The food is as good as it was before the fire
Reviewed by Mick Vann, Fri., Sept. 8, 2006
2728 S. Congress, 443-4253
Sunday-Thursday, 11am-10pm; Friday-Saturday, 11am-11pmwww.habana.com
Back in 2001, Ron and Yasbel Flores opened Habana for the first time. Through the years, they built a loyal following of regular customers who came for the authentic family recipes from Yasbel's Cuban roots. The dishes reflect the foods found on the island, not the stateside versions imported by expats into the Little Havana sections of Miami and New York City. Things were going quite well as the business grew and the place slowly expanded, until an electrical fire completely gutted the cafe during September of 2004. After opening two sister restaurants in the interim, Calle 6 (709 E. Sixth, 443-4252) and an outlet in San Diego, Habana Soco has reopened after almost two years.
It has been rebuilt from the slab up, with multilevel thatched-roof cabanas outside (complete with ceiling fans), a larger dining area, a patio that will open in the spring, and an overflow/private-party area. The old space could seem a little dark and claustrophobic, but the new design is open, colorful, and bright, with large windows all the way around. For its size, Habana Soco must have the biggest parking lot in town, so no fears in that department. There is a long mural of Havana's famed Malecón waterfront wrapping around the ceiling of the front room, with reggae and Cubano music on the sound system. In the bar section are taller tables with chairs: a personal gripe of ours. Designers love the look of these, but they are not comfortable and are hard to get in and out of.
The food is as good as it was before the fire. For those not familiar, Cuban food is heavily influenced by Spanish cuisine, using Caribbean ingredients. Its seasoning is based on a sofrito, a sautéed paste made from onion, garlic, and green bell peppers (with the occasional green chile thrown into the mix; Cuban food isn't particularly spicy).
From the large list of appetizers, we have tried several. The Tamal Cubano ($3.25) is excellent: sweet fresh corn is ground to make the masa, with a filling of roast pork, served with a spicy fresh tomato sauce; the acid and heat of the sauce balances well with the sweetness of the corn. The three-cheese Empanada ($3.25) was flaky and well stuffed. Papa Relleno ($4.75) was good: a large croquette of seasoned potato with a beef piccadillo filling, served with a mojo sauce (made from roast pork drippings, roast pork, garlic, and seasonings). It could have only been better with more filling.
Yuca Frita ($4.50) is nicely done: crispy batons of chunky yuca, moist on the inside, and served with mojo sauce. Mofongo ($5.50) was the only letdown: a croquette of mashed plantain, with garlic, a little chicharron (fried pork skin), and masitas (carnitas-like seasoned diced pork), served with a thin tomato sauce. It was too dry and crumbled apart, with the flavor dominated by the rather bland plantain. It needed more pork and more fat to be spot-on.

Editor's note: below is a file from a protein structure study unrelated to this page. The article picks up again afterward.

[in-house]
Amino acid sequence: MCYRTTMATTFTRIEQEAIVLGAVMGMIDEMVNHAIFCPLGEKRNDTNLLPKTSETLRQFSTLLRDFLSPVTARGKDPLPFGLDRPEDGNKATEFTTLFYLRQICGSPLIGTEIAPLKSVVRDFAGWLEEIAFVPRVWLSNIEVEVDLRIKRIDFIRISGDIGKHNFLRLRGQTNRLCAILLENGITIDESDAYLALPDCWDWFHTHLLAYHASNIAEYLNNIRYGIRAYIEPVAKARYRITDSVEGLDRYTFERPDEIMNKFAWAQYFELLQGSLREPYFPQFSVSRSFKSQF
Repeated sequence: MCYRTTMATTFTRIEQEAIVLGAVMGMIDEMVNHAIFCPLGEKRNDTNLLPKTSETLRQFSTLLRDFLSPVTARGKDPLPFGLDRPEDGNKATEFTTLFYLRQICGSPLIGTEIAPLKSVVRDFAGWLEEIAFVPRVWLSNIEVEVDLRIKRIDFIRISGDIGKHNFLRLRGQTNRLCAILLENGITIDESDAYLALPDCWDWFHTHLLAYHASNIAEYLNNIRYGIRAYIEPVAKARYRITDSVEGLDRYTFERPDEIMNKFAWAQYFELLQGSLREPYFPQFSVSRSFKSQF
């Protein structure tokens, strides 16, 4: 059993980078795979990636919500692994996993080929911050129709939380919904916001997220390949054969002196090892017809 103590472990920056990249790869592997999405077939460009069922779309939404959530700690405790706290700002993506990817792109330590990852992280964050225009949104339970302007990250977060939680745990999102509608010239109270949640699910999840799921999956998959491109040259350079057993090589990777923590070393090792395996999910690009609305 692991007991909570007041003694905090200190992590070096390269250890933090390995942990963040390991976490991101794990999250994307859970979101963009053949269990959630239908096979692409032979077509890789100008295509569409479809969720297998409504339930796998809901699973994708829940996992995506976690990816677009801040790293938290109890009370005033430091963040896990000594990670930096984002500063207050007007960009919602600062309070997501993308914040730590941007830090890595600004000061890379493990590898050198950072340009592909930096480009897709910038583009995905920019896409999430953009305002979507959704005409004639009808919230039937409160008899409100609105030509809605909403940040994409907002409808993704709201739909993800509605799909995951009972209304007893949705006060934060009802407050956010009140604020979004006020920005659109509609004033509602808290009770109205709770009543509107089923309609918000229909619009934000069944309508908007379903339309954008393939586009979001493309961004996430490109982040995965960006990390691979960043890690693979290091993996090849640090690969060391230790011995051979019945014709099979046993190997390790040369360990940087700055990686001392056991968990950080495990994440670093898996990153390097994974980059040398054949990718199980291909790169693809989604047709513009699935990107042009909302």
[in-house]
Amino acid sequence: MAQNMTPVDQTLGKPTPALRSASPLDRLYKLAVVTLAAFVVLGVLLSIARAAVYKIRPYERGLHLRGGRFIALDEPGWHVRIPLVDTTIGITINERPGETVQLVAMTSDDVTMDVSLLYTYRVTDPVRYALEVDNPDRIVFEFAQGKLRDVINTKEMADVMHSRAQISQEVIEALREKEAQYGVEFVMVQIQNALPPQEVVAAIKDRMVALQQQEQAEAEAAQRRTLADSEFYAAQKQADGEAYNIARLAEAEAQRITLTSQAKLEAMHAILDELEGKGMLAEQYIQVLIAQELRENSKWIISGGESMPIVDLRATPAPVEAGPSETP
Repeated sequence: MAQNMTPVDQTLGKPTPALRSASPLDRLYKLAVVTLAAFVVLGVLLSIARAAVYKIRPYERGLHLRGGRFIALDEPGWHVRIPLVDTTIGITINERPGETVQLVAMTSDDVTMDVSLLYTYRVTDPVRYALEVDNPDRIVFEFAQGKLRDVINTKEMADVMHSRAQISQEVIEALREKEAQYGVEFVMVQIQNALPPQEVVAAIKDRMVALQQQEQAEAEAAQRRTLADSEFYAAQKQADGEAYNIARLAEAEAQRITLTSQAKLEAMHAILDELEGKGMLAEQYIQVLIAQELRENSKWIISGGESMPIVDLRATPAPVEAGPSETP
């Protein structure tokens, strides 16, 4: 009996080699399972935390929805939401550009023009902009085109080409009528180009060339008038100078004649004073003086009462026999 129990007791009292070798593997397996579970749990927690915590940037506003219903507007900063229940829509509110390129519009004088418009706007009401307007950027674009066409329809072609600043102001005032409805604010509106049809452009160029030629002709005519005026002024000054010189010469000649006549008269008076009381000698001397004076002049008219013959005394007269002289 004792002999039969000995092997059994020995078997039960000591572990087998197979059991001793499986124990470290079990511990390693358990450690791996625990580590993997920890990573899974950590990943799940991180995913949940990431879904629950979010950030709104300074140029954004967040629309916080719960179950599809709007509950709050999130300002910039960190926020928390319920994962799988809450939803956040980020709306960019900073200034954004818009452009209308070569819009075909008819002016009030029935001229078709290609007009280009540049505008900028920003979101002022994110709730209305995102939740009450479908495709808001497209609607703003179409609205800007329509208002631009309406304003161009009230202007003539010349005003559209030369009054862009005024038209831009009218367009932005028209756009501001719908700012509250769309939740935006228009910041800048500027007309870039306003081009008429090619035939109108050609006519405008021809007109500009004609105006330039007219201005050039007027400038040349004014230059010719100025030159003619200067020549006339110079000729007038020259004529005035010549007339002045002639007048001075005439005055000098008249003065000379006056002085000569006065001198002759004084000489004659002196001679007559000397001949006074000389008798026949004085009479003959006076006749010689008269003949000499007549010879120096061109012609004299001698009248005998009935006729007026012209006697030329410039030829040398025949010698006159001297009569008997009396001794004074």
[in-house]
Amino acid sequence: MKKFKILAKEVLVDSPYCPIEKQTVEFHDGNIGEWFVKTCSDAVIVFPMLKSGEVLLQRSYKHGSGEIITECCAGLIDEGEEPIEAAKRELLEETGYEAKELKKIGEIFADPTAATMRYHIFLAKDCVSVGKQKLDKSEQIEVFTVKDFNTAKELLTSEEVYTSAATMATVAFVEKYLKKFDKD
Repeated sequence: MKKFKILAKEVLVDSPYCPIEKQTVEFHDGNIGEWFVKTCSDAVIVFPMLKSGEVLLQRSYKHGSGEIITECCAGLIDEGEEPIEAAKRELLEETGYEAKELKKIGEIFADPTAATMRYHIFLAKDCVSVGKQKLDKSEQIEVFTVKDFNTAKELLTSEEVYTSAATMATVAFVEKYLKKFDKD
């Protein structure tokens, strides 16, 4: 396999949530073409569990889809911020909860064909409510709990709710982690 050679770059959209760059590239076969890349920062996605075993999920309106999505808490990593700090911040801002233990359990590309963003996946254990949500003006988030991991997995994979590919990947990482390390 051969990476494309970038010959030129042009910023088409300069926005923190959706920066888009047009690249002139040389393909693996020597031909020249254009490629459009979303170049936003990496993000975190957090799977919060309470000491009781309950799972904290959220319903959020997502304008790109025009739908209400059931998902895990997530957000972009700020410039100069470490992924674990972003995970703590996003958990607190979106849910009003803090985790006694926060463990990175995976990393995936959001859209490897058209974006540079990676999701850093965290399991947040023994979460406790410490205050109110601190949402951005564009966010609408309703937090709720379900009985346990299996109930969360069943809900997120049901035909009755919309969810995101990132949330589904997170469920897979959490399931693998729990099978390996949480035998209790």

Among the entrées, we have tried the Fricasee de Pollo ($9.95), a delicious stew of tomato flavored with sofrito, green olive, and caper. The chicken pieces are bone-in and fall-apart tender, and the sauce perfectly balanced. The only drawback was two huge chunks of potato that should have been cut smaller before service. Ropa Vieja ($11.95) means "old clothes," a reference to the shredded appearance of the meat. It's made with flank steak that is long-cooked, shredded, and then cooked again, simmered in a tomato-based sauce. Habana makes a solid version, but we would have liked the meat shredded finer, with more sauce.
Lechon Asado ($11.95) is the definitive Cuban dish: citrus and garlic-marinated pork roast that is cooked until it falls apart, served with mojo sauce on the side. Habana's version is quite good and loaded with rich pork flavor, especially when topped with mojo and the marinated onion. Platano Loco ($8.50) is a Habana hybrid of the classic Cubano sandwich. The bread is replaced with a plantain sliced lengthwise, stuffed with ample amounts of lechon pork, ham, and Swiss cheese. It is delightful, but we would like the plantain cut thinner, perhaps into four slices instead of two; its thickness dominated the flavor of each bite.
Sides at Habana are all strong: the rice (white, and pigeon-pea-flavored yellow) is fluffy and moist; luscious red beans (our fave) and the richly seasoned black beans are creamy; boiled plantain with mojo and the delectable maduros (caramelized fried chunks of ripe sweet plantain) are exquisite. Tres Leches Cake ($4.25) is the definitive version: mile-high and moist, topped with cinnamon-infused whipped cream. We did experience some mildly palpitating sticker shock when the bar bill arrived: $6.50 for a well mojito (rum, sugar, lime juice, soda, and muddled mint) and $7.75 for a glass of Spanish red. Management could easily eliminate that shock by putting the prices on the drink menu. You might want to check before you order.